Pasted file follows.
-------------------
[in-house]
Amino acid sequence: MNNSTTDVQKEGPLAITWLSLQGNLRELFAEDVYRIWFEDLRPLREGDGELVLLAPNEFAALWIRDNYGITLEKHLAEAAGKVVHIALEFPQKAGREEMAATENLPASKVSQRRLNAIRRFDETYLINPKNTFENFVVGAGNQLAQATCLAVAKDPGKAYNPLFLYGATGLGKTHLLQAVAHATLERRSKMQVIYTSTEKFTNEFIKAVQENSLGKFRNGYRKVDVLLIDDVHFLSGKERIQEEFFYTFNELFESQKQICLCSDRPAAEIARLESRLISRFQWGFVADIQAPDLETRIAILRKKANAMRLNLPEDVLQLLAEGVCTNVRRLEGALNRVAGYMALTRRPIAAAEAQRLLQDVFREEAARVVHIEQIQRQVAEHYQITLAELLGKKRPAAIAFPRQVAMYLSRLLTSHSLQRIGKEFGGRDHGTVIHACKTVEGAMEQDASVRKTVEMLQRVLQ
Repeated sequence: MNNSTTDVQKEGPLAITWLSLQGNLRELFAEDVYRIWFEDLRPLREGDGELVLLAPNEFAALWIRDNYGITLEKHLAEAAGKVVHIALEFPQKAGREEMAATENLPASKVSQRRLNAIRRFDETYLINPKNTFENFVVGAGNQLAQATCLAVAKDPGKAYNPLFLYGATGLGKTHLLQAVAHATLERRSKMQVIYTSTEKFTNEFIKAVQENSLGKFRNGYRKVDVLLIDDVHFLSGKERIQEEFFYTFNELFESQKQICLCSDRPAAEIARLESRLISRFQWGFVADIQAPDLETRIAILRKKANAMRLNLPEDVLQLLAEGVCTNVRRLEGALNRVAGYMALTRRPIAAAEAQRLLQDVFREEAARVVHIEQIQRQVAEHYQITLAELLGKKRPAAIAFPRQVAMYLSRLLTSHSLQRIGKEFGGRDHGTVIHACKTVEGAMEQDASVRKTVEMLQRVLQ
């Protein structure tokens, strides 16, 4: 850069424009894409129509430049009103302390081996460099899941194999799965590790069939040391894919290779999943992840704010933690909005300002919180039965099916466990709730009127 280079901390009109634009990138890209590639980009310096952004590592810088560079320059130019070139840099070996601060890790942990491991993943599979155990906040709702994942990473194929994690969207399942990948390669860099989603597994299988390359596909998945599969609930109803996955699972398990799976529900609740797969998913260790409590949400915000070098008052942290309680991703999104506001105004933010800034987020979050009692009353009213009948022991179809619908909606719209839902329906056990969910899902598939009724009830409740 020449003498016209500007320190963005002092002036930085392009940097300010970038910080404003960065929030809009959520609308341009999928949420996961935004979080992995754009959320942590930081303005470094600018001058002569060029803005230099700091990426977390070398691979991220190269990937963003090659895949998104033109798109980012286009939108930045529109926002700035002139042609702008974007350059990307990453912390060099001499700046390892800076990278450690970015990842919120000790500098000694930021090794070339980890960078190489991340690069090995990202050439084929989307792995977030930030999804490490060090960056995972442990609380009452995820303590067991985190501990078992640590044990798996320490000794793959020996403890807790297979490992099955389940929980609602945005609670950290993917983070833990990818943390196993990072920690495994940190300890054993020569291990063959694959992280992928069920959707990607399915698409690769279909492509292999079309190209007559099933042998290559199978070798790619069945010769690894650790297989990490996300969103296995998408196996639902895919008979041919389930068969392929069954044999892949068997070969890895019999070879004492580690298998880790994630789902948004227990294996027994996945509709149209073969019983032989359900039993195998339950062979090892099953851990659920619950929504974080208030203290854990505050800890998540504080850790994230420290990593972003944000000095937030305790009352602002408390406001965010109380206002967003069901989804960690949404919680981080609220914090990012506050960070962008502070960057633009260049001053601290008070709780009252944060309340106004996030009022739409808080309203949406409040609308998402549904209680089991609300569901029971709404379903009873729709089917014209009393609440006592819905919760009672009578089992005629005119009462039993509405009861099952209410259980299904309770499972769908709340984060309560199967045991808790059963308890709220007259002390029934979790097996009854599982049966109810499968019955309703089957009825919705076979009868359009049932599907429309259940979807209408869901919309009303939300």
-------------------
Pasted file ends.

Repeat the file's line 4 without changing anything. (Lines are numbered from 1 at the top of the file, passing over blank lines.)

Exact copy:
């Protein structure tokens, strides 16, 4: 850069424009894409129509430049009103302390081996460099899941194999799965590790069939040391894919290779999943992840704010933690909005300002919180039965099916466990709730009127 280079901390009109634009990138890209590639980009310096952004590592810088560079320059130019070139840099070996601060890790942990491991993943599979155990906040709702994942990473194929994690969207399942990948390669860099989603597994299988390359596909998945599969609930109803996955699972398990799976529900609740797969998913260790409590949400915000070098008052942290309680991703999104506001105004933010800034987020979050009692009353009213009948022991179809619908909606719209839902329906056990969910899902598939009724009830409740 020449003498016209500007320190963005002092002036930085392009940097300010970038910080404003960065929030809009959520609308341009999928949420996961935004979080992995754009959320942590930081303005470094600018001058002569060029803005230099700091990426977390070398691979991220190269990937963003090659895949998104033109798109980012286009939108930045529109926002700035002139042609702008974007350059990307990453912390060099001499700046390892800076990278450690970015990842919120000790500098000694930021090794070339980890960078190489991340690069090995990202050439084929989307792995977030930030999804490490060090960056995972442990609380009452995820303590067991985190501990078992640590044990798996320490000794793959020996403890807790297979490992099955389940929980609602945005609670950290993917983070833990990818943390196993990072920690495994940190300890054993020569291990063959694959992280992928069920959707990607399915698409690769279909492509292999079309190209007559099933042998290559199978070798790619069945010769690894650790297989990490996300969103296995998408196996639902895919008979041919389930068969392929069954044999892949068997070969890895019999070879004492580690298998880790994630789902948004227990294996027994996945509709149209073969019983032989359900039993195998339950062979090892099953851990659920619950929504974080208030203290854990505050800890998540504080850790994230420290990593972003944000000095937030305790009352602002408390406001965010109380206002967003069901989804960690949404919680981080609220914090990012506050960070962008502070960057633009260049001053601290008070709780009252944060309340106004996030009022739409808080309203949406409040609308998402549904209680089991609300569901029971709404379903009873729709089917014209009393609440006592819905919760009672009578089992005629005119009462039993509405009861099952209410259980299904309770499972769908709340984060309560199967045991808790059963308890709220007259002390029934979790097996009854599982049966109810499968019955309703089957009825919705076979009868359009049932599907429309259940979807209408869901919309009303939300």